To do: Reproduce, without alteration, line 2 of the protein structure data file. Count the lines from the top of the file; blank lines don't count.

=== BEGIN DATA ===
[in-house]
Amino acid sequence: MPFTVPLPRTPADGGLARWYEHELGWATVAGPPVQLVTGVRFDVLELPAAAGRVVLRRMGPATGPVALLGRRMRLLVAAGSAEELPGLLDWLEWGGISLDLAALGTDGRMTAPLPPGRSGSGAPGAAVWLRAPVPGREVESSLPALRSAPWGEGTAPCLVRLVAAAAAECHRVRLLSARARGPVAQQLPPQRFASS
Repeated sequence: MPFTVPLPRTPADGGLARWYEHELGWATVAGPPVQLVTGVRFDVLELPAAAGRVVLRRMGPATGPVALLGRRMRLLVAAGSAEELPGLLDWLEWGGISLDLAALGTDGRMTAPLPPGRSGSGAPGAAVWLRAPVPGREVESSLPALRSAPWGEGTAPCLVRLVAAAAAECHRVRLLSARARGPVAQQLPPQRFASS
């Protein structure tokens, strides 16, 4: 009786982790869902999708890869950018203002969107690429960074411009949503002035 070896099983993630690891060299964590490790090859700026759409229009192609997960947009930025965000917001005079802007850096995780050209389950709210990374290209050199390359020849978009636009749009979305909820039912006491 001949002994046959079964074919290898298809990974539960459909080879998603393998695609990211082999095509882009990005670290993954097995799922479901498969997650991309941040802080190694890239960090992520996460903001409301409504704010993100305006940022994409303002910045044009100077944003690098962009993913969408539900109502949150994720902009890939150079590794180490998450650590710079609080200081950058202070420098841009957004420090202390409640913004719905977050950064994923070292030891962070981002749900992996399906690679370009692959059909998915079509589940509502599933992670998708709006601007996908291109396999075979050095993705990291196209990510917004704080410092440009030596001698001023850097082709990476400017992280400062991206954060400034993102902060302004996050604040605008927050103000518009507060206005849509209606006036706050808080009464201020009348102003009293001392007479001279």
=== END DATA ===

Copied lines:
Amino acid sequence: MPFTVPLPRTPADGGLARWYEHELGWATVAGPPVQLVTGVRFDVLELPAAAGRVVLRRMGPATGPVALLGRRMRLLVAAGSAEELPGLLDWLEWGGISLDLAALGTDGRMTAPLPPGRSGSGAPGAAVWLRAPVPGREVESSLPALRSAPWGEGTAPCLVRLVAAAAAECHRVRLLSARARGPVAQQLPPQRFASS